The Albatross

Because introverts spend many hours alone, they are often misconstrued as lacking, or having lesser capacity for friendship and love for their fellow human beings.

Nothing could be further from the truth.

There is a type of bird called the albatross that glides over thousands of miles of empty sea.  But it always eventually returns to the same small and isolated island in the same place to meet with its lifelong mate.

The introvert is an albatross:

Soaring above a curved horizon
Of rolling lapis lazuli dunes
This desert of time and space is its element
It will never forget its spirit’s home
When it comes time to return to love and life’s companions
It is as though not a moment has passed.

Extroverts typically attempt to keep surrounded by people most of the time.  The bonds they form in the competitive social group require constant reinforcement to stay alive.  The typical extrovert friendship is a fire lit only with kindling.  It must constantly, emphatically be renewed or else fade away.  Its maintenance is a constant task, a drain of the self for all involved for the sake of the social artifact they wish to create.  Even the greatest of ‘pals’ are quickly reduced to sending each other cards at Christmas without regular face to face interaction.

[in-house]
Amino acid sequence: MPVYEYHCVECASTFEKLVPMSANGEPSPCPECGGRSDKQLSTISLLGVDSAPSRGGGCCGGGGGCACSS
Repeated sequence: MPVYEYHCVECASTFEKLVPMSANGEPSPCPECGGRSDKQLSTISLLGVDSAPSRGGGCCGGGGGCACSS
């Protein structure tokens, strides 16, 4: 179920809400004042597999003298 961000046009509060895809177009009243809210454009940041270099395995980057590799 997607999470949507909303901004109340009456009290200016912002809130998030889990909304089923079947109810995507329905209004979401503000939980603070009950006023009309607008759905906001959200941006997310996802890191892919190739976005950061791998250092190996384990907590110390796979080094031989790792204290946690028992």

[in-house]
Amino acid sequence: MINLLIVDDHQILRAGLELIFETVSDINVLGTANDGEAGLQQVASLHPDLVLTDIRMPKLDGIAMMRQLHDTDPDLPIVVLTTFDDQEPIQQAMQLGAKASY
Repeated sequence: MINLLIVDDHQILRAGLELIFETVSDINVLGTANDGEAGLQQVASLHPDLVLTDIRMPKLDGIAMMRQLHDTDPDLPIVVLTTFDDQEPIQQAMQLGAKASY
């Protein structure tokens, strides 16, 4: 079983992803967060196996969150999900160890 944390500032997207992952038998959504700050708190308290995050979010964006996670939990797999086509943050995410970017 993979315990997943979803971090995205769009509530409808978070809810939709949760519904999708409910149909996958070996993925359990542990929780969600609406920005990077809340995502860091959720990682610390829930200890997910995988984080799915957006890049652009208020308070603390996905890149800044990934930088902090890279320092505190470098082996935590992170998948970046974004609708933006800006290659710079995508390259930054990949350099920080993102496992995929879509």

The introvert friendship is seldom, but it is based on a deep loyalties that are not so tied to place and circumstance as a bond quickly and adeptly acquired.  More specifically, the introvert friendship exists underneath the tumultuous surface of the mass society.  Companionship, fellowship, and maintenance are all one and the same.  There are no chores to perform in the introvert friendship.  It is self-sustaining and a source of renewal for those involved.  It lasts a lifetime, outside of the larger society, outside of time.

Zygmunt blogs at Kingdom of Introversion.  The Albatross appears here by permission.

[image via Flickr]

on 12/9/10 in featured, The Unconscious | 1 Comment | Read More

Comments (1)


  1. Clay says:

    It always seemed to me that extroverts were somehow “promiscuous” with their friendships. I wanted something deeper, and more loyal than indiscriminate friendliness. Never really got it.

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